“Research shows that there is no difference in quality: people in a monogamous relationship are just as happy as people in a polyamorous relationship. However, it is very important that the relationship is transparent and partners communicate clearly with each other. Not knowing what your partner is doing can lead to insecurity and jealousy. Ultimately, clear agreements and communication skills are the best strategy to keep a relationship healthy and sustainable.”

Wietske Petrişor, philosophy student and polyamorous oriented

“For me, love lies in many things, and when I describe it, I lack it by definition. I can feel love for people, moments, ideas and nature. Love to me is a personal, intimate and unique experience that I share with another. I don’t want this experience to be affected by social structures and expectations.

“Sincere connections and intimacy are very important to me. It is a condition of a good love for me. In addition, clear communication is essential. For example, I do not want to burn bridges and break friendships because my beloved is jealous. This is an absolute limit for me. Of course, the reverse is also true. As long as my partner and I keep communicating to each other that our relationship is good, we don’t question our love. By the way, I don’t condemn jealousy. I just don’t want, that feeling should guide decisions we make about our relationship.I’d rather talk about it so we can come to an agreement that we both feel comfortable with.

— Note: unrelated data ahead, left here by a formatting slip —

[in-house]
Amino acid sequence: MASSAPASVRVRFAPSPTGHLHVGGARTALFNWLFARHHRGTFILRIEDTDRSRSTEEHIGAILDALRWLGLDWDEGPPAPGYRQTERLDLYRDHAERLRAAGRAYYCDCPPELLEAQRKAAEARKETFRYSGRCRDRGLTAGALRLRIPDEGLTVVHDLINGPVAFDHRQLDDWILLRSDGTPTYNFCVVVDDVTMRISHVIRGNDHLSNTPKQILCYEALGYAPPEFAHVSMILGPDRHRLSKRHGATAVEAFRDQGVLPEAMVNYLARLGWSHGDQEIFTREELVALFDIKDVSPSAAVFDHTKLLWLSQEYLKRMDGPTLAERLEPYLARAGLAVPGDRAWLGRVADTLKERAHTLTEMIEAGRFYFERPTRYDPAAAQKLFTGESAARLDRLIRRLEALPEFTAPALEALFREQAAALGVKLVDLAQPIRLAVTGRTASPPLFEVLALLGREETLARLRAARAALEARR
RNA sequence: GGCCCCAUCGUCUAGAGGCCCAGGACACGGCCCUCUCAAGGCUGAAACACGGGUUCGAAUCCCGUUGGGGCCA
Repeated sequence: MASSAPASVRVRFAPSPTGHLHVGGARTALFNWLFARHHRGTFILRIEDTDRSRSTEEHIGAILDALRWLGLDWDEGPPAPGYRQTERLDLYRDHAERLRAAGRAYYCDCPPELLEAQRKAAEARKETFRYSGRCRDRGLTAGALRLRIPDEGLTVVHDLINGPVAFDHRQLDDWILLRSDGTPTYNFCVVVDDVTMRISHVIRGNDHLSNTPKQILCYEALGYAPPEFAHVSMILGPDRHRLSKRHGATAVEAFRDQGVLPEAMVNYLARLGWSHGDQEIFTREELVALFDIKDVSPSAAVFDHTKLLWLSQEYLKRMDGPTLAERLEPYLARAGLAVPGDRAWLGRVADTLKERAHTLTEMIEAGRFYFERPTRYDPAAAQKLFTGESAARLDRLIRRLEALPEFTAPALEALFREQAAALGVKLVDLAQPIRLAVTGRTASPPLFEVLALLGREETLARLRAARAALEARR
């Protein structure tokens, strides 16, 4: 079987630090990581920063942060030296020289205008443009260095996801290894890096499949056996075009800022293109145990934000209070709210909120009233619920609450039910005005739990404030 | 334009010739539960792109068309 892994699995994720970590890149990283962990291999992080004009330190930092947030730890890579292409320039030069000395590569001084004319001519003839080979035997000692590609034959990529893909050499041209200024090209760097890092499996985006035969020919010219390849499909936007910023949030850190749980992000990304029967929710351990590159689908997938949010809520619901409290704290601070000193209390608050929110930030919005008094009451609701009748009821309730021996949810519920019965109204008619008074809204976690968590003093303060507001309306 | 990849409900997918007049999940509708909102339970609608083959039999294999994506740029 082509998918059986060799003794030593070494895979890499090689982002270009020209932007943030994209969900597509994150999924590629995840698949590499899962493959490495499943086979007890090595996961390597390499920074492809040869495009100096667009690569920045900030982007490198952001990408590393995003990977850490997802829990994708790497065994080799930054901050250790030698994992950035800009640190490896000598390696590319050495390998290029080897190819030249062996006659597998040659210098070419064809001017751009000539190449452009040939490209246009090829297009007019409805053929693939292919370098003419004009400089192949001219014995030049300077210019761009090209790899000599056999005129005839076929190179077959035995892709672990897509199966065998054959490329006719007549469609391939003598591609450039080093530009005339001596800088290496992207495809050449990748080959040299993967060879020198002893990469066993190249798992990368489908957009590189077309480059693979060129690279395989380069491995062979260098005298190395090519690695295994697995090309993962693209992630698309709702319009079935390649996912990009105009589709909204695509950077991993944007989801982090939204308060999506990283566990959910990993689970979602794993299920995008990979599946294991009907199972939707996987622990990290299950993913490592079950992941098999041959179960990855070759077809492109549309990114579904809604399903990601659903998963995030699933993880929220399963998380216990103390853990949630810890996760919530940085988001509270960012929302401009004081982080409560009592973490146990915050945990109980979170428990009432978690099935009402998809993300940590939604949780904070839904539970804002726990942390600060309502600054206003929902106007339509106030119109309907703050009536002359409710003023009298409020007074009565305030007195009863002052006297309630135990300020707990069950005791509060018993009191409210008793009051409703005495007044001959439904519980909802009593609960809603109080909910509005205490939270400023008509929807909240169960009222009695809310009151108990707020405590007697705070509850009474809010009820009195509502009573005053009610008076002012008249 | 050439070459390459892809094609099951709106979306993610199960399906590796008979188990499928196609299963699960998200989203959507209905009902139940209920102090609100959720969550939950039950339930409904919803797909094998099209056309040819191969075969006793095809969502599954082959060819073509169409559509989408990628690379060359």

“I am currently dating two people. I feel very clearly that they both have a completely different but very positive effect on my life”

Wietske Petrisor

“I experience every day that this way of loving is not the standard. I had a valuable conversation with my grandmother about this. I told her that I don’t think of love traditionally and that I can love several people at the same time in a romantic and committed way. I asked her what I should do: adapt or choose my own path? Then she said something that has stuck with me immensely: “Your polyamorous experiences are still new to society. He still has to get used to the idea that there are other kinds of love. It also took a while for homosexuality and gender identity to become more accepted. It’s a process, but that doesn’t mean you have to conform. Your love can be there.’ That insight gave me confidence.

Image: Femke Koppe